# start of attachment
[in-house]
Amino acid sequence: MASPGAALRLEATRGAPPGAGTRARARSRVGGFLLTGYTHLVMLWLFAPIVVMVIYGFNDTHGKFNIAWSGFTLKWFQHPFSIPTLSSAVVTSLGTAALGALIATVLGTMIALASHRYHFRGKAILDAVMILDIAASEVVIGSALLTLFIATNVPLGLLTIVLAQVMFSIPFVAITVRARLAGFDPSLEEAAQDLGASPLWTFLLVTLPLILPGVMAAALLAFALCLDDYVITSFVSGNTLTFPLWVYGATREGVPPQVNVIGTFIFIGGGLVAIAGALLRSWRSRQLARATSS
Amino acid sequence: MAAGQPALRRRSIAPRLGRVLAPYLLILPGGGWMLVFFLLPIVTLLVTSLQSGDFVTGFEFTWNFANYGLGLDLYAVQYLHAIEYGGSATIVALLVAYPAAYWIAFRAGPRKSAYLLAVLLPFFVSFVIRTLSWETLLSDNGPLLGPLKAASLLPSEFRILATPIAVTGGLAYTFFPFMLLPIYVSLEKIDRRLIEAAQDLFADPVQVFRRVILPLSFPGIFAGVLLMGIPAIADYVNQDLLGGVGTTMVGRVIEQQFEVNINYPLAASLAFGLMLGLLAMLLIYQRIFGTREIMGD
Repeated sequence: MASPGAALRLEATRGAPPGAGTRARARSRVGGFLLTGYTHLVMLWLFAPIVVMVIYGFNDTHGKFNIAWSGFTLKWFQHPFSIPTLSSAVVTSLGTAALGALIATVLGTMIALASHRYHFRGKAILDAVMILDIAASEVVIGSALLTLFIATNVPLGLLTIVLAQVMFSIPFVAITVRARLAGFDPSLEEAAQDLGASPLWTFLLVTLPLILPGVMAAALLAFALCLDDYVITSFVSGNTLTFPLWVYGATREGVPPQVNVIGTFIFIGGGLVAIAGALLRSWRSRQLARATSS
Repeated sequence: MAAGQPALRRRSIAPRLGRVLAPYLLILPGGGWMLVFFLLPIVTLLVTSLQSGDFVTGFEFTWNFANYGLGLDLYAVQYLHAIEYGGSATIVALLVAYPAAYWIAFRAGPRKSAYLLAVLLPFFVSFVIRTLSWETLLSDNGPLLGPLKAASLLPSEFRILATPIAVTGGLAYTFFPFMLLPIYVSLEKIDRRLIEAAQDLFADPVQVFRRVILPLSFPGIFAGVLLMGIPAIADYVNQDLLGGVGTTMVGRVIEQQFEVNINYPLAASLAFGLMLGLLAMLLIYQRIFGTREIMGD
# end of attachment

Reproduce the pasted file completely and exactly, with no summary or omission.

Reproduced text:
[in-house]
Amino acid sequence: MASPGAALRLEATRGAPPGAGTRARARSRVGGFLLTGYTHLVMLWLFAPIVVMVIYGFNDTHGKFNIAWSGFTLKWFQHPFSIPTLSSAVVTSLGTAALGALIATVLGTMIALASHRYHFRGKAILDAVMILDIAASEVVIGSALLTLFIATNVPLGLLTIVLAQVMFSIPFVAITVRARLAGFDPSLEEAAQDLGASPLWTFLLVTLPLILPGVMAAALLAFALCLDDYVITSFVSGNTLTFPLWVYGATREGVPPQVNVIGTFIFIGGGLVAIAGALLRSWRSRQLARATSS
Amino acid sequence: MAAGQPALRRRSIAPRLGRVLAPYLLILPGGGWMLVFFLLPIVTLLVTSLQSGDFVTGFEFTWNFANYGLGLDLYAVQYLHAIEYGGSATIVALLVAYPAAYWIAFRAGPRKSAYLLAVLLPFFVSFVIRTLSWETLLSDNGPLLGPLKAASLLPSEFRILATPIAVTGGLAYTFFPFMLLPIYVSLEKIDRRLIEAAQDLFADPVQVFRRVILPLSFPGIFAGVLLMGIPAIADYVNQDLLGGVGTTMVGRVIEQQFEVNINYPLAASLAFGLMLGLLAMLLIYQRIFGTREIMGD
Repeated sequence: MASPGAALRLEATRGAPPGAGTRARARSRVGGFLLTGYTHLVMLWLFAPIVVMVIYGFNDTHGKFNIAWSGFTLKWFQHPFSIPTLSSAVVTSLGTAALGALIATVLGTMIALASHRYHFRGKAILDAVMILDIAASEVVIGSALLTLFIATNVPLGLLTIVLAQVMFSIPFVAITVRARLAGFDPSLEEAAQDLGASPLWTFLLVTLPLILPGVMAAALLAFALCLDDYVITSFVSGNTLTFPLWVYGATREGVPPQVNVIGTFIFIGGGLVAIAGALLRSWRSRQLARATSS
Repeated sequence: MAAGQPALRRRSIAPRLGRVLAPYLLILPGGGWMLVFFLLPIVTLLVTSLQSGDFVTGFEFTWNFANYGLGLDLYAVQYLHAIEYGGSATIVALLVAYPAAYWIAFRAGPRKSAYLLAVLLPFFVSFVIRTLSWETLLSDNGPLLGPLKAASLLPSEFRILATPIAVTGGLAYTFFPFMLLPIYVSLEKIDRRLIEAAQDLFADPVQVFRRVILPLSFPGIFAGVLLMGIPAIADYVNQDLLGGVGTTMVGRVIEQQFEVNINYPLAASLAFGLMLGLLAMLLIYQRIFGTREIMGD